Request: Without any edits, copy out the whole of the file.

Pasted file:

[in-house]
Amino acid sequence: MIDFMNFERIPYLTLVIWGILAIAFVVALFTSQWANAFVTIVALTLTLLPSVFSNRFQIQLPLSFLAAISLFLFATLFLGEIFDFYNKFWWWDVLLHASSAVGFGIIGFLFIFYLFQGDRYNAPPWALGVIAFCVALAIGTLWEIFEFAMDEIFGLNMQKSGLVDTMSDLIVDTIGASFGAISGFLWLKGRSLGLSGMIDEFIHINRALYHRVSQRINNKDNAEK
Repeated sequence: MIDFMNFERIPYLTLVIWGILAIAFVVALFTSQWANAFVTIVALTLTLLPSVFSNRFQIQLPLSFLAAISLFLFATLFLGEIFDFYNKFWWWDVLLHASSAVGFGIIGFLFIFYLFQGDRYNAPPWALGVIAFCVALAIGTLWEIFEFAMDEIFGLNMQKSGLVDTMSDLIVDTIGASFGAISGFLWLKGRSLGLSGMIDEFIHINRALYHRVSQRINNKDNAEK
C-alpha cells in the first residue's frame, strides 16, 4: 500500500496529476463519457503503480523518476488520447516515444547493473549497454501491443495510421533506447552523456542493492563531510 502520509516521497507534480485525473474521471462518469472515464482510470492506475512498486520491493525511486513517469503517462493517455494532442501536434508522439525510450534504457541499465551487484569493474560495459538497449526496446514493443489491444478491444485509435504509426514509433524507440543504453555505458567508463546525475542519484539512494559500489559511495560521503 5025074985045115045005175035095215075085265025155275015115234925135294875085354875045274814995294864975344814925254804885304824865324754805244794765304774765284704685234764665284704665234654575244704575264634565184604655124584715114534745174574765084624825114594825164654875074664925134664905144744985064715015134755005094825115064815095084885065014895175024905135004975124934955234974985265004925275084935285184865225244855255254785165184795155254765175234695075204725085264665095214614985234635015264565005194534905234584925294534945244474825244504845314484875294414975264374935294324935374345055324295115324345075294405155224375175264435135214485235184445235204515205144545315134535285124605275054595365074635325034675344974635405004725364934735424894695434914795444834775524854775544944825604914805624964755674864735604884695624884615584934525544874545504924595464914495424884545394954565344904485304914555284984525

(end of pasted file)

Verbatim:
[in-house]
Amino acid sequence: MIDFMNFERIPYLTLVIWGILAIAFVVALFTSQWANAFVTIVALTLTLLPSVFSNRFQIQLPLSFLAAISLFLFATLFLGEIFDFYNKFWWWDVLLHASSAVGFGIIGFLFIFYLFQGDRYNAPPWALGVIAFCVALAIGTLWEIFEFAMDEIFGLNMQKSGLVDTMSDLIVDTIGASFGAISGFLWLKGRSLGLSGMIDEFIHINRALYHRVSQRINNKDNAEK
Repeated sequence: MIDFMNFERIPYLTLVIWGILAIAFVVALFTSQWANAFVTIVALTLTLLPSVFSNRFQIQLPLSFLAAISLFLFATLFLGEIFDFYNKFWWWDVLLHASSAVGFGIIGFLFIFYLFQGDRYNAPPWALGVIAFCVALAIGTLWEIFEFAMDEIFGLNMQKSGLVDTMSDLIVDTIGASFGAISGFLWLKGRSLGLSGMIDEFIHINRALYHRVSQRINNKDNAEK
C-alpha cells in the first residue's frame, strides 16, 4: 500500500496529476463519457503503480523518476488520447516515444547493473549497454501491443495510421533506447552523456542493492563531510 502520509516521497507534480485525473474521471462518469472515464482510470492506475512498486520491493525511486513517469503517462493517455494532442501536434508522439525510450534504457541499465551487484569493474560495459538497449526496446514493443489491444478491444485509435504509426514509433524507440543504453555505458567508463546525475542519484539512494559500489559511495560521503 5025074985045115045005175035095215075085265025155275015115234925135294875085354875045274814995294864975344814925254804885304824865324754805244794765304774765284704685234764665284704665234654575244704575264634565184604655124584715114534745174574765084624825114594825164654875074664925134664905144744985064715015134755005094825115064815095084885065014895175024905135004975124934955234974985265004925275084935285184865225244855255254785165184795155254765175234695075204725085264665095214614985234635015264565005194534905234584925294534945244474825244504845314484875294414975264374935294324935374345055324295115324345075294405155224375175264435135214485235184445235204515205144545315134535285124605275054595365074635325034675344974635405004725364934735424894695434914795444834775524854775544944825604914805624964755674864735604884695624884615584934525544874545504924595464914495424884545394954565344904485304914555284984525